For many rowers on the Harvard men’s crew team, the end of their Harvard season was far from the end of their personal competitive season. A handful of Crimson athletes took their talents to the international stage this summer, representing their respective countries at the World Championship Regatta. With 11 rowers at the U23 World Championships and three at the senior regatta, the Crimson was well represented at the international level.
“Across the board, our guys did really well this summer,” sophomore Chris Wales said.
The athletes trained throughout the summer to make sure to post their best performance when representing their country.
“The coaches here are really supportive about national team stuff,” Wales said. “They are always willing to help us in anyway that they can when it comes to making these teams.”
Prior to the international competition, in June, Wales competed at the Under 23 US Championship Trials held in New Jersey. With a time of 6:49:34, Wales and his partner outraced their opponents by almost a six-second margin to land the first place finish in the final of the U23 double scull division, winning the bid for the United States. Following the team’s qualifying victory, the duo headed to Italy to compete at the U23 World Championships.
“It went pretty well,” Wales said. “My boat got fifth in the B Final, and with 19 entries in our division, we felt it was a really good result for us.”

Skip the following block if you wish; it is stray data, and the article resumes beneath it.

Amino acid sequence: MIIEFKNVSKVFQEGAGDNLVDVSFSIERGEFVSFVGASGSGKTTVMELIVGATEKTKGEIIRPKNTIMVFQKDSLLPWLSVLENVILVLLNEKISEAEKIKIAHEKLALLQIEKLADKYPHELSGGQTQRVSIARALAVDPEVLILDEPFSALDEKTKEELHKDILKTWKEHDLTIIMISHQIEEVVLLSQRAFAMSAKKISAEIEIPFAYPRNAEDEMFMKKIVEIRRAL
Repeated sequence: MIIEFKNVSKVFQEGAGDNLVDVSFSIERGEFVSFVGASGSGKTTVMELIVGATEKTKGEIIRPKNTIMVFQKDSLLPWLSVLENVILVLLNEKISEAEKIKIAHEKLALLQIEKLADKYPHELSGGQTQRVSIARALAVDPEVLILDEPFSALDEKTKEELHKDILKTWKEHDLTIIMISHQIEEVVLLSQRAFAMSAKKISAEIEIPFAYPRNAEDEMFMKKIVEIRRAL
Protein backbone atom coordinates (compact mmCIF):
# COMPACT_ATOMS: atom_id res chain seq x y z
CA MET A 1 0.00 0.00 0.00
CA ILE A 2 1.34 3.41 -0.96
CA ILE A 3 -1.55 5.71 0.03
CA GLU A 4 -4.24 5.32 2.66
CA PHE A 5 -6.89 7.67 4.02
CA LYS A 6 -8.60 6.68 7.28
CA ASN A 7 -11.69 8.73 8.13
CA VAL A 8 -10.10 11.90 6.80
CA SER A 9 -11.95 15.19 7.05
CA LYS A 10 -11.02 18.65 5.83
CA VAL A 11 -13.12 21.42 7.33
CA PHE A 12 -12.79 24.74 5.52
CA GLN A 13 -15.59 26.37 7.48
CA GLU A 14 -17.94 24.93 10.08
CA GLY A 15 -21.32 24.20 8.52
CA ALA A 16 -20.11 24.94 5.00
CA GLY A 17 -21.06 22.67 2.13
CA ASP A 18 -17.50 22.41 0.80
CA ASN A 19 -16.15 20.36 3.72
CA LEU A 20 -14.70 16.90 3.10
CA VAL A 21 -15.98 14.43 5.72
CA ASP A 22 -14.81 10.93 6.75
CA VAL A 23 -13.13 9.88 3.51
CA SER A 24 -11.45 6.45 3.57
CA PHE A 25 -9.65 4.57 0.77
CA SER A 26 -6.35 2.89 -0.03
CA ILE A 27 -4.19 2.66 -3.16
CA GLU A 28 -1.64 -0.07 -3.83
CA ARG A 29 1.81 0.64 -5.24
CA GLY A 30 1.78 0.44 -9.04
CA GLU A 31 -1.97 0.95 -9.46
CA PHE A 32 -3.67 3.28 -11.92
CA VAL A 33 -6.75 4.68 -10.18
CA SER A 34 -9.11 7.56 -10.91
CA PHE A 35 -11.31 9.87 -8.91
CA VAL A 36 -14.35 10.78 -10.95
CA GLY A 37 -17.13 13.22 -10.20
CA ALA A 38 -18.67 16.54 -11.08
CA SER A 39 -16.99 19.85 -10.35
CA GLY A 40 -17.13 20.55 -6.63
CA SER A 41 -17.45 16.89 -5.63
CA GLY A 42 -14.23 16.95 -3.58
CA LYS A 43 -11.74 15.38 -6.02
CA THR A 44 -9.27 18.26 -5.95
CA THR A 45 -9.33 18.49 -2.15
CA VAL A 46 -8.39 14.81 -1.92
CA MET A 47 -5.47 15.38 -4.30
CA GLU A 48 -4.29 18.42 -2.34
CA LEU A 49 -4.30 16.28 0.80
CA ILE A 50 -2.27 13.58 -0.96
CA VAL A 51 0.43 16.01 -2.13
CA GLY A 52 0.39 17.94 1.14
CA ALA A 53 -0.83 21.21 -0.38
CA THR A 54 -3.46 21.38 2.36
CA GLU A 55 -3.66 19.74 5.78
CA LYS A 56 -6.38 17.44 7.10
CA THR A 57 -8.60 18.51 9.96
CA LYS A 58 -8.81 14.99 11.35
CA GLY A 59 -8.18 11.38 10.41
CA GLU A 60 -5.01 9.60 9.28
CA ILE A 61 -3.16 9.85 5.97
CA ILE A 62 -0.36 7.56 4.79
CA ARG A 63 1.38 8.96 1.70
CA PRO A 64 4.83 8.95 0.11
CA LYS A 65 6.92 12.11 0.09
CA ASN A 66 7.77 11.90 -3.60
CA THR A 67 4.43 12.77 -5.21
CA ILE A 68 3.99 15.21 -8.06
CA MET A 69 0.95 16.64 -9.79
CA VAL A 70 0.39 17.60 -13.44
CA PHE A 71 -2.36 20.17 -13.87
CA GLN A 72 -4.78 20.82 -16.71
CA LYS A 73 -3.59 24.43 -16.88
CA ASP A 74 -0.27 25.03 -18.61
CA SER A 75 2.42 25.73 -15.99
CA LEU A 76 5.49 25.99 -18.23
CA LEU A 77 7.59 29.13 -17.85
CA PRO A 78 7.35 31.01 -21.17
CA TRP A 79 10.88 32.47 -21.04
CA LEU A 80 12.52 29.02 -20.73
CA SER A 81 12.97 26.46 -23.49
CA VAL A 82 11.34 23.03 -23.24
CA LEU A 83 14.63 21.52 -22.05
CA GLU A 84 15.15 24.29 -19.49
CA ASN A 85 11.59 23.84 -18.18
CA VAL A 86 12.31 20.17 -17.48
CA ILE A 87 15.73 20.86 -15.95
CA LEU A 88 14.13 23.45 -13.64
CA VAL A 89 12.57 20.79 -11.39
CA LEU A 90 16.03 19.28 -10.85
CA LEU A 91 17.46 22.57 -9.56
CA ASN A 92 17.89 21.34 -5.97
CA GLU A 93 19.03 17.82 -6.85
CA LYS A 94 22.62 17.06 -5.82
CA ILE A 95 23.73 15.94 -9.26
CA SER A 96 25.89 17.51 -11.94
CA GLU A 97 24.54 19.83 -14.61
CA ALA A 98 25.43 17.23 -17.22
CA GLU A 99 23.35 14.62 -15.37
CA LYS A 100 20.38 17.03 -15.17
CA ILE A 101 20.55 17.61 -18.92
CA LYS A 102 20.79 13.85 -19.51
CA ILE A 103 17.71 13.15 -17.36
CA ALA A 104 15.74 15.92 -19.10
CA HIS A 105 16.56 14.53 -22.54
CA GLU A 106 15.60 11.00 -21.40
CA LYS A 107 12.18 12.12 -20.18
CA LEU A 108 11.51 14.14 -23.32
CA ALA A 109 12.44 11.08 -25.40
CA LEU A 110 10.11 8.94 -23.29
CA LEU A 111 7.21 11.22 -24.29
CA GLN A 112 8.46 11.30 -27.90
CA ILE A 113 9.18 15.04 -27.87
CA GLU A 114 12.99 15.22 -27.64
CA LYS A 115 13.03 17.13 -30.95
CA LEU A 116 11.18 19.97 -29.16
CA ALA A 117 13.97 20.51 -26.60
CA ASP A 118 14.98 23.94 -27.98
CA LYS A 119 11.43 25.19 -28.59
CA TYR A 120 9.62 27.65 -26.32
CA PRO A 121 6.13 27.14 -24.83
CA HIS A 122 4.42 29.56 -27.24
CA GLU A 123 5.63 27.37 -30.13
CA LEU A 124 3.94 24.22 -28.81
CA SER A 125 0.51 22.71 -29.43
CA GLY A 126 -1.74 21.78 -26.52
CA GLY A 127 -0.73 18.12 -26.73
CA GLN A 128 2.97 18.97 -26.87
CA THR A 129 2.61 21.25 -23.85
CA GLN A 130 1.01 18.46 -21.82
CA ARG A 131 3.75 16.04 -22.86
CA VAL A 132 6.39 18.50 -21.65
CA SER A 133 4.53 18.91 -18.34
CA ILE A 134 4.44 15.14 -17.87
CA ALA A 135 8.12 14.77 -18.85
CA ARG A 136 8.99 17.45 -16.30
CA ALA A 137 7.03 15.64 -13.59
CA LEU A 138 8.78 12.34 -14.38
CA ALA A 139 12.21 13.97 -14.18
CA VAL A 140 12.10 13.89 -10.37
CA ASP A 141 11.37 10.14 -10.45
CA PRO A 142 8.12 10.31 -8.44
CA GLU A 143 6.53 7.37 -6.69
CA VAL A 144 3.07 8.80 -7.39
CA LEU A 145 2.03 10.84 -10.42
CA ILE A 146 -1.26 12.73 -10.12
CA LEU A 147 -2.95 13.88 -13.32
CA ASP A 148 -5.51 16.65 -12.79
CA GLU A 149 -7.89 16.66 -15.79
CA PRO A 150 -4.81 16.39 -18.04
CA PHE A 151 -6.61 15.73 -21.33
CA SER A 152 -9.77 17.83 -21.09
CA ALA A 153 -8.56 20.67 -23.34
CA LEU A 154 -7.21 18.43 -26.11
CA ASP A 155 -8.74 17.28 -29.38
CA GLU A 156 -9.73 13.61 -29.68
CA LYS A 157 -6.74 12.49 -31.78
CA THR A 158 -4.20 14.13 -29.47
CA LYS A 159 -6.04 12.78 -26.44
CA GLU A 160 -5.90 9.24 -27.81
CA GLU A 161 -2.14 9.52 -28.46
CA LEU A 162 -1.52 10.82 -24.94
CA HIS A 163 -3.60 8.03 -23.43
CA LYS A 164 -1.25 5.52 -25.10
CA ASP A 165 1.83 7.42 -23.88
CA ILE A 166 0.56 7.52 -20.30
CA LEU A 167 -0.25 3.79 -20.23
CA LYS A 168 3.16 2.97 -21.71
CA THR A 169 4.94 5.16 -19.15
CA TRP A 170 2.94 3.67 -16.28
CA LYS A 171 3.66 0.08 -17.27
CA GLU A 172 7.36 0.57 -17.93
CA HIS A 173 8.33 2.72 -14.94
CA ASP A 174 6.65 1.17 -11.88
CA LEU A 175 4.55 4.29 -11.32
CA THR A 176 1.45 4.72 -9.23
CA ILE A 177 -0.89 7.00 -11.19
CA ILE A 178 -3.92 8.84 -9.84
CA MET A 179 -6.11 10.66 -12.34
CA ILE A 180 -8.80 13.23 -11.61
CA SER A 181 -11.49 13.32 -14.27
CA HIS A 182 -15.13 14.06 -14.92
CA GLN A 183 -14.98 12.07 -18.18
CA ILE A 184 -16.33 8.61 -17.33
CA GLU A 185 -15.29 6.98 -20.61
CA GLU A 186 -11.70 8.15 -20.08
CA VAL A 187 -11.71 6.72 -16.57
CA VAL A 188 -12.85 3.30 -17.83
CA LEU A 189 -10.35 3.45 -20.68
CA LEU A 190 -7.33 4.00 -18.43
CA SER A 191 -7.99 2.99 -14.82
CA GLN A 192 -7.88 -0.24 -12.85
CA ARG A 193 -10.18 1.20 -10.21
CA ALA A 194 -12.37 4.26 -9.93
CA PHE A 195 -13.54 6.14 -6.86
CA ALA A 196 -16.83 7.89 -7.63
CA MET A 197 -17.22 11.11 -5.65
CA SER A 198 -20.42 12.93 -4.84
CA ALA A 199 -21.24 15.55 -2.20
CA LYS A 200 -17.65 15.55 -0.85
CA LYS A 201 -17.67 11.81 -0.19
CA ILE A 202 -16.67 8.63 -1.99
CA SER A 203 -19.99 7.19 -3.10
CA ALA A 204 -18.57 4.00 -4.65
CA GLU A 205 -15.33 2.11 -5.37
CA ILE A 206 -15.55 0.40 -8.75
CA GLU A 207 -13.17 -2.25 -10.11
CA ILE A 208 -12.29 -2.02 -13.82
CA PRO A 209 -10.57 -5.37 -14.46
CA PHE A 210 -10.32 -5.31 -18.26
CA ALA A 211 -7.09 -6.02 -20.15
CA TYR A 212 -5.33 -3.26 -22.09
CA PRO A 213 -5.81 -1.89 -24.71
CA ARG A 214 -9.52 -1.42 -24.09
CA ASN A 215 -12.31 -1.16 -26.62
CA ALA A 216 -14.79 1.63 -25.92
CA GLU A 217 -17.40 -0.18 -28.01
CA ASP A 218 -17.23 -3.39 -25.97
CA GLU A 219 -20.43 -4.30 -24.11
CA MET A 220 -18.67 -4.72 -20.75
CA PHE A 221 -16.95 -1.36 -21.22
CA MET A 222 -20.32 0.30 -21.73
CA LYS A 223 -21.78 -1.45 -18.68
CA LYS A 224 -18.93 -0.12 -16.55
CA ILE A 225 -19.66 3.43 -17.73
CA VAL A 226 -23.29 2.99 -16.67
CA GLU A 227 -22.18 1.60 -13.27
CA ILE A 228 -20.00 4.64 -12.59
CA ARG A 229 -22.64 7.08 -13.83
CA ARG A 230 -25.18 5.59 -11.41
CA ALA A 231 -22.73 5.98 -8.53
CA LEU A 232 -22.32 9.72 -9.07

Andrew Campbell ’14 also competed at the U23 Championships, putting up a time of 7:21:19 to snag the lead in the single sculls division. With his closest opponent 18 seconds behind, the graduate won with time to spare.
On the heavyweight side, junior Vincent Breet represented South Africa at the 2014 World Championships in Amsterdam. Breet and his partner picked up a bronze medal at the competition. The South African team fell to New Zealand duo Eric Murray and Hamish Bond, who have not lost a race since they began competing together in double scull back in 2008.
Another Crimson competitor this summer was sophomore Chase Buchholz. The heavyweight oarsmen went through a lengthy selection process to book his ticket to worlds, participating in a three week long selection camp in California.
“Being the youngest guy at the camp definitely made me feel like I was up against pretty big odds, but I looked at it as an opportunity to get better,” Buchholz said. “I felt like if I made the team it would be great, but if I didn’t it was still an amazing experience to just be there.”
—Staff writer Jillian Dukes can be reached at firstname.lastname@example.org.